‘We love Paris, but please clean it up’: How life in the French capital could be improved

After Paris was labelled the 'dirty man of Europe' we asked The Local readers who live there whether the city is really that bad, or if its problems are all exaggerated.

'We love Paris, but please clean it up': How life in the French capital could be improved
Does Paris really need a clean-up? Photo: AFP

Paris is home to a huge international community all of whom have chosen, for one reason or another, to make it their home.

And in general they're pretty happy to have done so, citing the city's extraordinary architectural beauty, fascinating history, lively atmosphere and great social life as among their favourite things about the City of Lights.

But when we asked them for the one thing they would change about Paris given the chance, the frankly grubby state of the place emerged as the overwhelming concern.

Elections will be held next year for the Mayor of Paris and already it's shaping up to be a tight three-horse race. So if any of the candidates are reading – this is what our readers want you to tackle first.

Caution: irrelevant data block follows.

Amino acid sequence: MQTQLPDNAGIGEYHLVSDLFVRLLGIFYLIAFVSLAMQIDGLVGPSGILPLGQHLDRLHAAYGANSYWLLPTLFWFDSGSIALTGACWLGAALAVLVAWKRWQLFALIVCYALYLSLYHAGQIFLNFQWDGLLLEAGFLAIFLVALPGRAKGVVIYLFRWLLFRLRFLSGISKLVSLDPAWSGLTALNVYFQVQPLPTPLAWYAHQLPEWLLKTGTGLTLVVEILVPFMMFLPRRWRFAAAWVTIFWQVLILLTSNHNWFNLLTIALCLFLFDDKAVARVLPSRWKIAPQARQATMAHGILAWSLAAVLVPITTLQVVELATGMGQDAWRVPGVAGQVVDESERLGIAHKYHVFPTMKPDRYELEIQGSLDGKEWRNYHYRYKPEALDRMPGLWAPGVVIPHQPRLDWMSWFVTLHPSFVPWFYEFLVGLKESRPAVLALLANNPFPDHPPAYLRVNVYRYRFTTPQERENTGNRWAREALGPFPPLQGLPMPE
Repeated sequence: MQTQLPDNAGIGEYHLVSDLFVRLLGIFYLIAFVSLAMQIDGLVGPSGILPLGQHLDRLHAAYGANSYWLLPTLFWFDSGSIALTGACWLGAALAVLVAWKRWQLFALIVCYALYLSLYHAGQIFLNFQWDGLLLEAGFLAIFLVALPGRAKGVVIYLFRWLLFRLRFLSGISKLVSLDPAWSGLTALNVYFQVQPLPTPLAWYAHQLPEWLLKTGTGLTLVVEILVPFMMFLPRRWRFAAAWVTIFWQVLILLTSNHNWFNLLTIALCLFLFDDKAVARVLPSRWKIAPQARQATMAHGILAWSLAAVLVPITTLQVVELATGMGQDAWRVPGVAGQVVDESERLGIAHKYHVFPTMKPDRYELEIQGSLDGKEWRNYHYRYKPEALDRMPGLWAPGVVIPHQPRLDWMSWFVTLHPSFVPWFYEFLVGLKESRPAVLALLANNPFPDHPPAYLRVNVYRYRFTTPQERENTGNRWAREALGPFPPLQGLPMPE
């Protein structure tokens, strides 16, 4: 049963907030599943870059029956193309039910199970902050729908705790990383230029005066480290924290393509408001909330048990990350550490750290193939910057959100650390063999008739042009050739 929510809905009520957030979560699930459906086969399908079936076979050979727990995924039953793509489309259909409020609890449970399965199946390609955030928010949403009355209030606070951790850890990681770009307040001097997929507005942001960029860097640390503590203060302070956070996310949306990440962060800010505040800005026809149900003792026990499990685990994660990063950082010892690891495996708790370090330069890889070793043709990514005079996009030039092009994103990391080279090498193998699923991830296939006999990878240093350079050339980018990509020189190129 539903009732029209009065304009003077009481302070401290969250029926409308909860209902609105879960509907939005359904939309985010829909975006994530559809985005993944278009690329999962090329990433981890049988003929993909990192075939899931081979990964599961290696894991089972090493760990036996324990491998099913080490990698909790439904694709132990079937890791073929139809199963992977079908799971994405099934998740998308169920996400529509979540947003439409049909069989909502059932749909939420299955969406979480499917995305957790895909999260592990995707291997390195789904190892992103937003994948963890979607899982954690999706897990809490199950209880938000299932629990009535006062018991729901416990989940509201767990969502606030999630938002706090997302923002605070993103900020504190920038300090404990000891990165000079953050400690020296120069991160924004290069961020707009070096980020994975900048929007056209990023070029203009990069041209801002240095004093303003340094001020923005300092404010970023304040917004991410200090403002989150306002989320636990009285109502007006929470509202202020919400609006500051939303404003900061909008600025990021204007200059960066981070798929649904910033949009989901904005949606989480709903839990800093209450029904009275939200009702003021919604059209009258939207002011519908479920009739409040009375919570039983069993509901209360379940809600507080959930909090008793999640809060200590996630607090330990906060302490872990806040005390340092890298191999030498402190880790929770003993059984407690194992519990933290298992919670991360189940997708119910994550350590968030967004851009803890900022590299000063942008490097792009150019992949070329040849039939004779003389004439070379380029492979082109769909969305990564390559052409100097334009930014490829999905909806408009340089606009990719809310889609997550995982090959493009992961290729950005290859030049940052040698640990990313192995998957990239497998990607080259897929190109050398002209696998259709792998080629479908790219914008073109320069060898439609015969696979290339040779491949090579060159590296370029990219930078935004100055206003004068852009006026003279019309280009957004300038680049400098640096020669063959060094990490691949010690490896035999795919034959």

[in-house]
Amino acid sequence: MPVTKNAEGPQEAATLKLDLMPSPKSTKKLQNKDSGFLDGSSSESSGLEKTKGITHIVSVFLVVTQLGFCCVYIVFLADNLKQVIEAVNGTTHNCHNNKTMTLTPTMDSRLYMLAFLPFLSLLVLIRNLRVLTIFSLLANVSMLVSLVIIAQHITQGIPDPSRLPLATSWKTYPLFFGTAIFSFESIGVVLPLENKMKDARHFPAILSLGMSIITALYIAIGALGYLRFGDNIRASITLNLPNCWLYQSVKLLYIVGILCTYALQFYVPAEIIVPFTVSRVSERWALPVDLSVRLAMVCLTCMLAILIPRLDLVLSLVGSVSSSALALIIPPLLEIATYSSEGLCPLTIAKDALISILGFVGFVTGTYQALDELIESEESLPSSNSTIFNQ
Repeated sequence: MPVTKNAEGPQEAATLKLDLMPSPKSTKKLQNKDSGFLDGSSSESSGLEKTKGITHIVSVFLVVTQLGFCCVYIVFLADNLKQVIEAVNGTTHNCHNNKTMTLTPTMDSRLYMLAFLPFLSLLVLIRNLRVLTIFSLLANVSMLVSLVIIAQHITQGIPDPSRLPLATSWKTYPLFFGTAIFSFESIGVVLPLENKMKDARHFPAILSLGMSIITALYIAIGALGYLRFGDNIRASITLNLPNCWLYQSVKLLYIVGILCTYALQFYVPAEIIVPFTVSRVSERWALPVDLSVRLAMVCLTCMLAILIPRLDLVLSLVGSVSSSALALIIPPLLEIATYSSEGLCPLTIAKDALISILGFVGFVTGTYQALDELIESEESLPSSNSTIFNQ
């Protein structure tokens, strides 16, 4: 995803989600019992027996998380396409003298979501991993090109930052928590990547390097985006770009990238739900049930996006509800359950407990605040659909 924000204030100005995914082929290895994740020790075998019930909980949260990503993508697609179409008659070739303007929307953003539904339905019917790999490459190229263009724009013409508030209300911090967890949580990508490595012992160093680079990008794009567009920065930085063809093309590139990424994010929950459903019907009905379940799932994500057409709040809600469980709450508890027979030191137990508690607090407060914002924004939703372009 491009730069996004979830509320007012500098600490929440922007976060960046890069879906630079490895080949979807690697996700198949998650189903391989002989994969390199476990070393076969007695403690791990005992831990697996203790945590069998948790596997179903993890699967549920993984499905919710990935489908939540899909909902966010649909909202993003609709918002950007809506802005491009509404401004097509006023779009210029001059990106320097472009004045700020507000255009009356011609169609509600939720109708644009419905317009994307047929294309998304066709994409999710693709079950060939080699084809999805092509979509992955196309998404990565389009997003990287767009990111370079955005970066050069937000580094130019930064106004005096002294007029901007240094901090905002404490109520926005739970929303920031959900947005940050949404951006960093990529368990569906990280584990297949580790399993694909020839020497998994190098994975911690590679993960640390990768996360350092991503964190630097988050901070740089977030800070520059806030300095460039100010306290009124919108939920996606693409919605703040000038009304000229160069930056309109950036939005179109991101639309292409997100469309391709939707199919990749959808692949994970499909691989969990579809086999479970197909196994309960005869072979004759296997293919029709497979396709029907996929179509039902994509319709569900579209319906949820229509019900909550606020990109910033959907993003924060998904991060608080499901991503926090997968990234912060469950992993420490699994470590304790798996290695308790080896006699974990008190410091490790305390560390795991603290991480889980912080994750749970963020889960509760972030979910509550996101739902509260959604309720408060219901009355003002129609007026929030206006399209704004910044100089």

1. Clean it up

Joel Halpern, who lives in Paris' 12th arrondissement, said: “Clean, clean, clean. Particularly around the train stations. These are our front doors, and they are a wreck. Drunkenness, homelessness, garbage, etc. And rarely is ever security outside the station. So, for women and the elderly, it is a major point of concern.”

Charles, who lives in the 11th, asked simply that authorities “make the city cleaner” and wants a city “free from rats”.


While Laura added that “the smell of urine, the homeless people smoking crack at the Metro stations and the rubbish and graffiti littered everywhere” were the worst things about the city.

Paris' levels of hygiene have certainly been in the spotlight recently, but current mayor Anne Hidalgo pointed out that the city spends almost €600 million a year on cleaning, and has called for Parisiens to start taking responsibility and clean up after themselves.

Reader Sarah Schilling agreed, with a simple message: “Men – stop peeing everywhere, the city smells like human urine.”

The slightly pungent odour that hangs over certain parts of Paris has long been a concern for authorities, with extra spending on public toilets and pissoirs in an attempt to stop people – mainly men it has to be said – relieving themselves in the streets.

But it's not just men that are a problem, the city's dogs (or rather their owners) were also under fire for fouling the pavements.

Canadian Daniel Clarke said: “If more people started picking up after their dogs, maybe there would be a stronger argument for allowing dogs in the parks.”